I just read Pradeep's blog Tester Tested!: Checkmate heuristic :: A security testing attack and I just loved it. Thinking is the key here, as it always should be. If you want to test something you can't do it without thinking. Following a classic scripted test case means you'll have to shut down your natural curiosity and your natural thinking. You need to be in machine-mode and just perfom. I'm sorry, but you'll never find anything that way. You'll only find what the developers already should have found and fixed.
In one of the projects I'm working on currently we do have something that we can call a script, if we want to and if we, for political reasons, need to. It's really just a map of the system written out in the english language instead of as a drawing. It shows the whole system on two levels. First it's the five, or six, major functionallity areas of the system and secondly it's the major functions within each area.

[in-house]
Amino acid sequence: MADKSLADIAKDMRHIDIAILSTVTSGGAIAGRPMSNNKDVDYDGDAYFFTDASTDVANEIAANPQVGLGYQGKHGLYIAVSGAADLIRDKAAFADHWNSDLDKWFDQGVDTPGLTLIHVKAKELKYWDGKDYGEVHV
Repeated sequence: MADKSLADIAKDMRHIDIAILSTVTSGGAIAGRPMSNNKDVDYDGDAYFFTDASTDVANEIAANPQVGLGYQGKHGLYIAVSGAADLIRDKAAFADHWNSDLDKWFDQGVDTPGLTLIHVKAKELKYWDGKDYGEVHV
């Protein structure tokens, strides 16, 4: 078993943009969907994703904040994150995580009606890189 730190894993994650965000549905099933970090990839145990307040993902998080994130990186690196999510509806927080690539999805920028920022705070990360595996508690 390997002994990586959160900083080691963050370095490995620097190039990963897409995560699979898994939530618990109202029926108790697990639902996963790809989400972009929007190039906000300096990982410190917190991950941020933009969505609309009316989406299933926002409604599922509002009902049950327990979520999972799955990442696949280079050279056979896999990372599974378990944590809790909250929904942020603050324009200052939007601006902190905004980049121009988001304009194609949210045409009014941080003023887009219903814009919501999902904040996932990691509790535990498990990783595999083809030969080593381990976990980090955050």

This is really all we need and since the people who do test the system, and the new releases, are thinking human beings, it works great. We tend to find issues and bugs in every release and the most interesting are the ones that have been in the system probably for years without us finding them or anyone reporting them. They may or may not be critical. Some are and some are not. Anyway we are all excited when we find a bug! If it's an old one we tend to get even more excited. Finding bugs in the new, or changed, functionallity is easy. It's finding the old ones that is hard, and therefore more fun.
I'll keep posting new stuff as often as I can, and if I find something worth sharing.